U.S. Department of Energy - Energy Efficiency and Renewable Energy
Hawaii and Hawaiian Electric Company Push Renewables with New Agreement
October 21, 2008
Hawaii Governor Linda Lingle announced an agreement with the Hawaiian Electric Company to accelerate regulatory changes to slash the state's dependence on fossil fuels. The accord is the results of months of work on the Hawaii Clean Energy Initiative. That effort, which began in January between the state and U.S. Department of Energy (DOE), seeks to move Hawaii toward having 70 percent of its energy use come from clean energy sources by 2030.
Highlights of the agreement include:
- A commitment to integrate as much as 1,100 megawatts (MW) of identified new renewable energy onto the Hawaiian Electric Company's grids, including 700 MW to be implemented within five years.
- The construction of an undersea cable connecting Maui, Molokai, and Lanai into one electrical grid. This consolidation will allow the integration of an additional 400 MW of renewable wind power generated in Maui County for transmission to Oahu and increase the efficiency of the combined power system.
- A requirement that 40 percent of electric power come from renewable resources by 2030, doubling the current Renewable Portfolio Standard requirement law.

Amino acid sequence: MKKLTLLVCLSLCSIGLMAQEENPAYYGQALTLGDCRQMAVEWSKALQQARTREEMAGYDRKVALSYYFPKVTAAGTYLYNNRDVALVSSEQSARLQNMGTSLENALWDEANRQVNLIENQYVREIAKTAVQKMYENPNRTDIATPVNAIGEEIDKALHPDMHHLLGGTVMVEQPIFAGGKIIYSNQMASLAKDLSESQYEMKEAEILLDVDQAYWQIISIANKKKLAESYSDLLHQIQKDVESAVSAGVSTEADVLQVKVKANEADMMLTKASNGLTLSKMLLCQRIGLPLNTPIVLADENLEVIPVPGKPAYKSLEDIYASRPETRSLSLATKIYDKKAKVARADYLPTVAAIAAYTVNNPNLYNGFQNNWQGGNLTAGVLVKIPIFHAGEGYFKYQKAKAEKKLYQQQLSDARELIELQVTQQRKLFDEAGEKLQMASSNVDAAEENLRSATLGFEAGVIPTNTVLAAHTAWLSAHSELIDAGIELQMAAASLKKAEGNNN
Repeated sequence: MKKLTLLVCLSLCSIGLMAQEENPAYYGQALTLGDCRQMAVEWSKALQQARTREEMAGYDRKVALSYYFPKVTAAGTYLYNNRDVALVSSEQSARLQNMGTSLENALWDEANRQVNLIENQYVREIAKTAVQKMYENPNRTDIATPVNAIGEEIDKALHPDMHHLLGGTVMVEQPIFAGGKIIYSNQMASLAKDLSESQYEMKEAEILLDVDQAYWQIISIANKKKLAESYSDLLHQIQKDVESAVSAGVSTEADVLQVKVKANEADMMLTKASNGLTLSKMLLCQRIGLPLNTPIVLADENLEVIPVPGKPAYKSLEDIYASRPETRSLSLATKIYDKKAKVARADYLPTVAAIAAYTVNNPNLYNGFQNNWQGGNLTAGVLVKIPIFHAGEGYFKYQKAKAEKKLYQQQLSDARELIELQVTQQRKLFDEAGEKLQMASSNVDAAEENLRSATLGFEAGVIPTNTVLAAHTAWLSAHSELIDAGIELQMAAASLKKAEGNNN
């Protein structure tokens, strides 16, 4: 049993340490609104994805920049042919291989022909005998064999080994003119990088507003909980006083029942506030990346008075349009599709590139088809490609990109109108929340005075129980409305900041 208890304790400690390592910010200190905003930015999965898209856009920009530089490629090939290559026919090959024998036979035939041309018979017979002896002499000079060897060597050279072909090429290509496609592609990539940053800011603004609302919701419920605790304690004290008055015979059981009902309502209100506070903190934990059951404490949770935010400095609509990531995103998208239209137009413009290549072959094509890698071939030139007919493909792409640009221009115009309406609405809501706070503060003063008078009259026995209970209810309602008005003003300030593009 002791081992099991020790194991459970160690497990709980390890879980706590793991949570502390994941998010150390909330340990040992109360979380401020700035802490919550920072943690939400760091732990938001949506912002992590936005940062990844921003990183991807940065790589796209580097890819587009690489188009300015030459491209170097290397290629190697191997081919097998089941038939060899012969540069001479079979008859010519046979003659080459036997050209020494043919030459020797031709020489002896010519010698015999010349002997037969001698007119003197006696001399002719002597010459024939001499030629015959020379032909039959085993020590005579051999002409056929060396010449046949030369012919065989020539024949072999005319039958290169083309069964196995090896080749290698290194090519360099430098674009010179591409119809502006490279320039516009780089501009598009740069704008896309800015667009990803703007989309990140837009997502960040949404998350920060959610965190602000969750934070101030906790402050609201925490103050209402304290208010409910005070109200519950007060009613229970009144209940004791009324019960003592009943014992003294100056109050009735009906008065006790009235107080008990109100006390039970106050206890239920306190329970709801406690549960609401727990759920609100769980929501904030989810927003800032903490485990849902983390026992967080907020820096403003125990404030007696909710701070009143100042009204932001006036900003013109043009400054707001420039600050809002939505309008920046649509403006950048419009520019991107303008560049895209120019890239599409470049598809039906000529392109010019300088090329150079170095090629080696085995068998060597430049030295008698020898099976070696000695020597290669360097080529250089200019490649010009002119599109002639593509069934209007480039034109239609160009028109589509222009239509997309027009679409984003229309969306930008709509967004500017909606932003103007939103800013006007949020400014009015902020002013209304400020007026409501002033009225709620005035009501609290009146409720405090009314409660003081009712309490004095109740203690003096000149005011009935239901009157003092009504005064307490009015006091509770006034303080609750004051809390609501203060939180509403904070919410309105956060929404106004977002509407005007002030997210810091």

- A feed-in tariff system to accelerate the addition of renewable energy from new sources.
- Seeking prompt approvals from the Hawaii Public Utilities Commission for the immediate deployment of advanced meters and for implementation of time-of-use rates that reward customers with lower electric rates for using power during off-peak times. This change will support the development of a "smart grid" to allow customers far greater control over their energy use and their electricity bills.
- Changing the way Hawaiian Electric Company is compensated by moving away from a business model that places reliance on increased electric sales.
- Commitment from the Hawaiian Electric Company to retire older fossil fuel powered energy generation plants.
- Conversion of existing fossil fuel generators to renewable biofuels, ultimately using crops grown locally and in a sustainable manner.
- A prohibition on the construction of any new coal plants.
- Expanding the Pay-As-You-Save program under which customers can install solar water heating systems without having to pay money up front.
- Eliminating existing system-wide caps on net energy metering to allow customers on each island to produce their own renewable energy and obtain credit on their electric bills for any excess exported to the grid.
- Committing the state and Hawaiian Electric Company to a program that will identify and implement incentives to encourage adoption of electric vehicles for individual and fleet use, and also by acquiring hybrid or electric-only vehicles for government and utility fleets.
"With this agreement, Hawaii moves to the forefront in energy leadership in the nation," said Kevin Kolevar, assistant secretary of the DOE, whose office helped negotiate the agreement. "Hawaii's vision will prove to be a boon to the local economy and will lead to more stability and long-term reductions in the cost of energy in Hawaii. It will provide future generations with significant independence from imported fuel."
For more information, see the governor's October 20 press release.
To read more about renewable energy and energy efficiency projects in Hawaii, see: